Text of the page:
Dodgeball
A game that teaches you something amazing about infinity!

The rules of Dodgeball

The game below is played between two players, a Matcher and a Dodger. Each player has their own grid of tiles, and repeated clicks on a tile toggle its state between X and O.

Each turn the Dodger turns a single tile, and the Matcher makes a complete row. The turn is finished when the ↩ button is pressed on the Matcher's grid. The tiles from that turn are then locked, and new tiles appear.

After all turns are complete, the Dodger has a single row of Xs and Os, and the Matcher has several rows. If any one of the Matcher's rows matches the Dodger's row, the Matcher wins. Otherwise the Dodger wins. Click the ? mark button to check.

Now let's play

Choose a size for the game, and play as either two players, or get the computer to be the Matcher by hitting the Automatch button.

Player 1 — The Matcher

Player 2 — The Dodger

So what has this got to do with infinity?

Have you mastered the game? If you have, you will know that the Dodger should always win. If not, keep at it, and read the below when you've succeeded.

Click here for a discussion of the implications of Dodgeball for infinity. Georg Cantor (1845-1918)
Towards the end of the 19th century, the German mathematiciam Georg Cantor published some results that completely changed the way infinity was understood. They generated a great deal of controversy, but the basic arguments are both simple and beautiful.

Central to his argument is the idea of the size of a set, and, in particular, what it means to say that two sets are the same size. Cantor said that two sets are the same size if they can be put in one-to-one correspondence, that is:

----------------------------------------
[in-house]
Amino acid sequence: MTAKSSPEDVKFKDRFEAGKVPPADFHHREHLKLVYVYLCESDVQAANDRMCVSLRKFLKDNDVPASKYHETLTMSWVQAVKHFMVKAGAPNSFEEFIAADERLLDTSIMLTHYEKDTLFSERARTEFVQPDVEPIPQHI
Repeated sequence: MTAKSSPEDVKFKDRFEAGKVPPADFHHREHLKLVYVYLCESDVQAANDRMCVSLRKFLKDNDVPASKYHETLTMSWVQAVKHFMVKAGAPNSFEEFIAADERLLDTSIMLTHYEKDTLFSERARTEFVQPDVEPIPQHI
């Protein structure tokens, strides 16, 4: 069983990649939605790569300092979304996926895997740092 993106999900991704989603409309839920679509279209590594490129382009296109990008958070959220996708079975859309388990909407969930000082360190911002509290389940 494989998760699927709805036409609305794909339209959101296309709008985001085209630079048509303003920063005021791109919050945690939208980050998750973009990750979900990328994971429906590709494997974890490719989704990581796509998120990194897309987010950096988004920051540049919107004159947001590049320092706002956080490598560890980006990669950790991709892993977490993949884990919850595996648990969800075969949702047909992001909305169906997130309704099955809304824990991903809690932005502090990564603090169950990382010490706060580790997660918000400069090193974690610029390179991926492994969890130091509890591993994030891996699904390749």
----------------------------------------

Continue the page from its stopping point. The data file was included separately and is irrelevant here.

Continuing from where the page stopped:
If every element of one set can be matched to a unique element of another, such that no elements in either set remain unmatched, then those two sets are the same size.

For everyday, finite sets, this is a simple and intuitive notion. For example, if you are laying a table and every bowl has a spoon next to it, you know you have the same number of bowls as spoons — there is no need to count them and check.

Where things get interesting is when the sets are infinite. For example, consider the set of all positive integers {1, 2, 3, … } and the set of all even positive integers {2, 4, 6, … }. It would seem that the first set is larger, but since any element n in the first set can be matched uniquely to 2n in the second, we can actually show that both sets are the same size. What about the rationals? It turns out that the rationals can also be put into one-to-one correspondence with the positive integers by following the arrows in the following diagram: But what about all real numbers — i.e. all decimals, including irrationals like π and √2? Cantor imagined an infinitely long list containing all the decimals between 0 and 1. Below is an example, but the values can be in any order.

0.60801298334263…
0.01949042174951…
0.05714191822315…
0.96473069139756…
0.77767780516297…
0.92023350438103…
0.39258143678308…
0.67825716058724…
0.83253744337708…
0.21415415313095…
Writing out this list is like playing the Matcher in an infinite version of Dodgeball with the numbers after the decimal point. We have seen that Dodger always wins the finite version — is this still the case when the game is infinite?

If the Dodger can indeed still win, then we have found a number between 0 and 1 that isn't in the list, contradicting the statement that the list had all the numbers between 0 and 1. This means that it is impossible to make any such list, and we have shown, incredibly, that:

Even though the number of integers is infinite, the number of real numbers is larger. We have found a number larger than infinity!

Can you use the Dodger's strategy to find the first 10 digits of a number that cannot be in the example list?

Hide the discussion.

Diagonal argument image by Cronholm144 (https://commons.wikimedia.org/wiki/File:Diagonal_argument.svg)